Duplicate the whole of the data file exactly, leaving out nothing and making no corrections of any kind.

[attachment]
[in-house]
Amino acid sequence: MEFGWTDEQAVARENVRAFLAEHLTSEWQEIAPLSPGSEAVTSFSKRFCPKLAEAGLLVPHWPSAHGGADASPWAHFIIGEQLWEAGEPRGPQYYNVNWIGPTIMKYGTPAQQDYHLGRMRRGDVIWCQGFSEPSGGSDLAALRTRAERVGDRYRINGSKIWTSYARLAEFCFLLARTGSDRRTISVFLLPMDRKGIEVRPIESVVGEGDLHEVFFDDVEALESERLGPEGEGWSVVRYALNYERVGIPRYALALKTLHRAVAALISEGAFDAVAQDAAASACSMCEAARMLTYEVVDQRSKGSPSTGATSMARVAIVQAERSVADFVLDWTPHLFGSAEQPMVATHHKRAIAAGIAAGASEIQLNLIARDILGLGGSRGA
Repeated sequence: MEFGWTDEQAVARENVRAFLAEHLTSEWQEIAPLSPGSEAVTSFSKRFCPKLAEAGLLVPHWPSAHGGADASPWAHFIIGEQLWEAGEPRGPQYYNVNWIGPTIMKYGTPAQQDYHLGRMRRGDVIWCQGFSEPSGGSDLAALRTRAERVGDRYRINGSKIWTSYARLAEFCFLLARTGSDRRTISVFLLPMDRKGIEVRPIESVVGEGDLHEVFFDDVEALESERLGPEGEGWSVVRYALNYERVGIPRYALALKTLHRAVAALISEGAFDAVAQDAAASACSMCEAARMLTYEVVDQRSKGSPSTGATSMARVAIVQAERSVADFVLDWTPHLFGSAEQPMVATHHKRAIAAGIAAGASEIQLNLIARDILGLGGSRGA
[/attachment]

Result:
[in-house]
Amino acid sequence: MEFGWTDEQAVARENVRAFLAEHLTSEWQEIAPLSPGSEAVTSFSKRFCPKLAEAGLLVPHWPSAHGGADASPWAHFIIGEQLWEAGEPRGPQYYNVNWIGPTIMKYGTPAQQDYHLGRMRRGDVIWCQGFSEPSGGSDLAALRTRAERVGDRYRINGSKIWTSYARLAEFCFLLARTGSDRRTISVFLLPMDRKGIEVRPIESVVGEGDLHEVFFDDVEALESERLGPEGEGWSVVRYALNYERVGIPRYALALKTLHRAVAALISEGAFDAVAQDAAASACSMCEAARMLTYEVVDQRSKGSPSTGATSMARVAIVQAERSVADFVLDWTPHLFGSAEQPMVATHHKRAIAAGIAAGASEIQLNLIARDILGLGGSRGA
Repeated sequence: MEFGWTDEQAVARENVRAFLAEHLTSEWQEIAPLSPGSEAVTSFSKRFCPKLAEAGLLVPHWPSAHGGADASPWAHFIIGEQLWEAGEPRGPQYYNVNWIGPTIMKYGTPAQQDYHLGRMRRGDVIWCQGFSEPSGGSDLAALRTRAERVGDRYRINGSKIWTSYARLAEFCFLLARTGSDRRTISVFLLPMDRKGIEVRPIESVVGEGDLHEVFFDDVEALESERLGPEGEGWSVVRYALNYERVGIPRYALALKTLHRAVAALISEGAFDAVAQDAAASACSMCEAARMLTYEVVDQRSKGSPSTGATSMARVAIVQAERSVADFVLDWTPHLFGSAEQPMVATHHKRAIAAGIAAGASEIQLNLIARDILGLGGSRGA